Don’t Burn That Bridge: Supporting Your Furloughed Workers in the Age of COVID-19

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The current global crisis has forced many organizations to furlough at least some of their employees for the foreseeable future. Though a difficult and unpopular decision, furloughs give businesses the ability to offer vital benefits to their employees — and hopefully retain talent until the economy begins to recover.

However, companies are battling numerous challenges throughout the process, most notably the risk of furloughed employees becoming disengaged or losing trust in the company. Digital water coolers like social media and chat platforms make it easy for bad news or gossip to circulate before a furlough is announced or as it takes place. Businesses are also beholden to various legal policies and regulations regarding how they can interact with furloughed employees.

So, how can leaders effectively communicate and keep valuable individuals engaged before, during, and after a furlough takes place? Here are three best practices for HR and communications professionals to keep in mind when implementing a furlough in uncertain times.

1. Show, Don’t Tell, Your Support for Employees

A furlough announcement is never easy for those on the receiving end. If possible, allow direct supervisors to deliver the initial message so employees know and trust the source of information. Whether or not direct supervisors are the ones to deliver the initial message, make sure to equip them with the information they need, as they will be the source to which employees turn with questions. Distribute targeted communications and FAQs so managers have the information at their fingertips when employees inevitably come to them.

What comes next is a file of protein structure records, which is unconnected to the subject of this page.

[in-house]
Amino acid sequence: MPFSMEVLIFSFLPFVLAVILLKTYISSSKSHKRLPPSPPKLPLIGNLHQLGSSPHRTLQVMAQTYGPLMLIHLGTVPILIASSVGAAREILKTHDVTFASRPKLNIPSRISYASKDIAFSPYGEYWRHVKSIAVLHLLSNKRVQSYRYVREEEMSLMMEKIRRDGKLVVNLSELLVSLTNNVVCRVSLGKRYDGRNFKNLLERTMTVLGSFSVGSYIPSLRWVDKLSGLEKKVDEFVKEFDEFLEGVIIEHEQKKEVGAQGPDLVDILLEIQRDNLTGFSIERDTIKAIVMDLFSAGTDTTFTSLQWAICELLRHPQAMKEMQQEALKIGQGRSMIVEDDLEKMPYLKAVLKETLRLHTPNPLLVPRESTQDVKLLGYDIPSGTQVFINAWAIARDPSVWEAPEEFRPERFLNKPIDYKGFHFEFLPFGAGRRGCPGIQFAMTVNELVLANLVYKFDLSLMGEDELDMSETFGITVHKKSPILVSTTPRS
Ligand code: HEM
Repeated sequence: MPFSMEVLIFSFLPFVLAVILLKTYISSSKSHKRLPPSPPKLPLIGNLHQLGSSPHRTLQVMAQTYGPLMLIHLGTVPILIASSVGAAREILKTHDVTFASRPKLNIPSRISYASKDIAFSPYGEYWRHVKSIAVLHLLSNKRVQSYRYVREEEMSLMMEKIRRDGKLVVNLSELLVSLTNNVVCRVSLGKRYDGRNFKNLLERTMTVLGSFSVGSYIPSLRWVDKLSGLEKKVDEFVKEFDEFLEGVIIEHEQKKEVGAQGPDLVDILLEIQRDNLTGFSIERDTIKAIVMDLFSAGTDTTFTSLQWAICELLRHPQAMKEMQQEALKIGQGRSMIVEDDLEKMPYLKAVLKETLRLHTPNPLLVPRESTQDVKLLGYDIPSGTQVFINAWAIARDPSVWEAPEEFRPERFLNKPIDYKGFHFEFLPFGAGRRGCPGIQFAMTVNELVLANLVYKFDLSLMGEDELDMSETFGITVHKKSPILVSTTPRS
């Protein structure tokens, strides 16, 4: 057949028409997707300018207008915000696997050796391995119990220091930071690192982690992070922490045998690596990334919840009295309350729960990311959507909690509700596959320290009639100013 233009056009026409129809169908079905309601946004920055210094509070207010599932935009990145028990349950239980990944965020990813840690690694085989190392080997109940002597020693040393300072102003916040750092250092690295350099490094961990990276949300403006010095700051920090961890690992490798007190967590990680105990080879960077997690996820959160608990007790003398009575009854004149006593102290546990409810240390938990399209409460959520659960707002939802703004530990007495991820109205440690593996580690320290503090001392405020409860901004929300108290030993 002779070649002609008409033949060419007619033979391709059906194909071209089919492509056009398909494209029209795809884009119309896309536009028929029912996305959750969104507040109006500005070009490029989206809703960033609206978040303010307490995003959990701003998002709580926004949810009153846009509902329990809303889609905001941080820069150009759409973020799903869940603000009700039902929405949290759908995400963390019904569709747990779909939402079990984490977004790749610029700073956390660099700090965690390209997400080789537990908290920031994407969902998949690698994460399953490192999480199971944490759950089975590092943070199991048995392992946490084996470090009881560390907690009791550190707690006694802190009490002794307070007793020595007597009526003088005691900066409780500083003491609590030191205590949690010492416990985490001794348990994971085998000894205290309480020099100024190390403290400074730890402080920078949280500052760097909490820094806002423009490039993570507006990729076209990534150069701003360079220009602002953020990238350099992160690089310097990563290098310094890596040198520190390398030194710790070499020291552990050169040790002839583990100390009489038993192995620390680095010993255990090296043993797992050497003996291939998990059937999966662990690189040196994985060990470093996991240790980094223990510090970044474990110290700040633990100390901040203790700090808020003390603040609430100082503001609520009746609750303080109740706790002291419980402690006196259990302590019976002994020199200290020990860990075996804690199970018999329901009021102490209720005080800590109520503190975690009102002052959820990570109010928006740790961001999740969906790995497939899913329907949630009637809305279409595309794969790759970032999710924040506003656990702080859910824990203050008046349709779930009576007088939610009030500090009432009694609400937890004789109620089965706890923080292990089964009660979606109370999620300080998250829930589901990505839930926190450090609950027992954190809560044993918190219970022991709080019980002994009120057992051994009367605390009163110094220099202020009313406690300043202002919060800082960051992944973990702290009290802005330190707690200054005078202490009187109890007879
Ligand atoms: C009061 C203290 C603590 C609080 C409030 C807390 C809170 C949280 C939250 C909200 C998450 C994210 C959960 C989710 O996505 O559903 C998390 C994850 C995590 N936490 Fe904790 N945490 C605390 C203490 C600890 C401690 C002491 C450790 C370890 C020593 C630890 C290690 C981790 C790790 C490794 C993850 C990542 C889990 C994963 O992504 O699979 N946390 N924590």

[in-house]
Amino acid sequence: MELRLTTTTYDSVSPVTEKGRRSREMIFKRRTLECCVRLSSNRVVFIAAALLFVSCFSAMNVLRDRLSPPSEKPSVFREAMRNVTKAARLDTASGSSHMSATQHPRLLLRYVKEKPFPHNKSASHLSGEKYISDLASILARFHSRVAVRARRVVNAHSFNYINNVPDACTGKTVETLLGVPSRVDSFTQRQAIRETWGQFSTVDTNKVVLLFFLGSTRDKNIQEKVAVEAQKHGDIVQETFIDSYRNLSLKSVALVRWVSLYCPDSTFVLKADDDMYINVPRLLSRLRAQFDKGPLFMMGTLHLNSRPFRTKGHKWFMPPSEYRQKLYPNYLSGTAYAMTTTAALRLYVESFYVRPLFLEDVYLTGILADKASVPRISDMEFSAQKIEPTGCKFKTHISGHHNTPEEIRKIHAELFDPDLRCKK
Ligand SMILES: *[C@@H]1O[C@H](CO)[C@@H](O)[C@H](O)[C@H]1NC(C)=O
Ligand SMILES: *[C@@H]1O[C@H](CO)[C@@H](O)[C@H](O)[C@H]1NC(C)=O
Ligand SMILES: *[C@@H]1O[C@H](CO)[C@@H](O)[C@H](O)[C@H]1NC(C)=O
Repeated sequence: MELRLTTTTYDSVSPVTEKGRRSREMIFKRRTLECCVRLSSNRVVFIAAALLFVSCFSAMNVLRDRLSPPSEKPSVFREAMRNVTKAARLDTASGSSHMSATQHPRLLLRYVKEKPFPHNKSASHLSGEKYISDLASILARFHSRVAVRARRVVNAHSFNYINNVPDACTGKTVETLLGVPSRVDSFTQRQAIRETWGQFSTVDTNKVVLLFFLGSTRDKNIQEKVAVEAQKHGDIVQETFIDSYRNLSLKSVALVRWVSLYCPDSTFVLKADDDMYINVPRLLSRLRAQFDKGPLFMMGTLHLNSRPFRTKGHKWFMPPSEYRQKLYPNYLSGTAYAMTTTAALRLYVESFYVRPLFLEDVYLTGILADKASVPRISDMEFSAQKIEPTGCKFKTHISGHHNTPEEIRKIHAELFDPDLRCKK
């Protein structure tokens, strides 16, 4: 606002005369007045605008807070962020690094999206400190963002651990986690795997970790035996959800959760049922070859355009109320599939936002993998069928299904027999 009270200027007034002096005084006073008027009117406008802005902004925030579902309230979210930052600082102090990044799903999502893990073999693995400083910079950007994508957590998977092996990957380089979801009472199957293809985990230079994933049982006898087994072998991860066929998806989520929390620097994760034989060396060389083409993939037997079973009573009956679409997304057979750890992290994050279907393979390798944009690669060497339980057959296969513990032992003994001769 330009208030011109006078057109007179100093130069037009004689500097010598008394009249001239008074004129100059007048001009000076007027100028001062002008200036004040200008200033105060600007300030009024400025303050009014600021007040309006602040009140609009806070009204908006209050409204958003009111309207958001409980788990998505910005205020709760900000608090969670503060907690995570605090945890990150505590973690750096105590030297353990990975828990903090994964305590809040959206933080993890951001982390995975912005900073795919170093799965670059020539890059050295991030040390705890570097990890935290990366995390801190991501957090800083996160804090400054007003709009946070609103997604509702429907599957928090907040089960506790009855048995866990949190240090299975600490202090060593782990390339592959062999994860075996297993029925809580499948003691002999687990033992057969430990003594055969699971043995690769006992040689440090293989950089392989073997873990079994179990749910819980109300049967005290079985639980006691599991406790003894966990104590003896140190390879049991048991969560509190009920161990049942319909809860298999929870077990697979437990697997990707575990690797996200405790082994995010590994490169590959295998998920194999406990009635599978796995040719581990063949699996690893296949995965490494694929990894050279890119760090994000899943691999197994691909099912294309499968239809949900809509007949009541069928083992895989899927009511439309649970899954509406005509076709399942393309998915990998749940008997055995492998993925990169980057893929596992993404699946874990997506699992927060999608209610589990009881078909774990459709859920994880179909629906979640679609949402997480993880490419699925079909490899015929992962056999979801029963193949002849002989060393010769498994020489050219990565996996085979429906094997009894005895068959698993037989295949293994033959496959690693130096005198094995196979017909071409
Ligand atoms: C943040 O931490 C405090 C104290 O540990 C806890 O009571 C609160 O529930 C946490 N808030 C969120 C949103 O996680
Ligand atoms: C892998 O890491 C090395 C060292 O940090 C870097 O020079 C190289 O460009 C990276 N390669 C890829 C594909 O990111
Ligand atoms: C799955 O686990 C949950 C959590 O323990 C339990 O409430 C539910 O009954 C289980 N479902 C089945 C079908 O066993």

Also, make sure these communications are omnichannel and available everywhere employees consume information, from your intranet to your mobile app to the digital signage on your manufacturing floor. Consider making an information hub available on an external site, as a no-work policy may prevent furloughed workers from accessing company resources. Clear, consistent instructions will be key in helping the workforce adjust to and mobilize around rapid change. Read more here…

Original: Recruiter.com – Daily Articles and News

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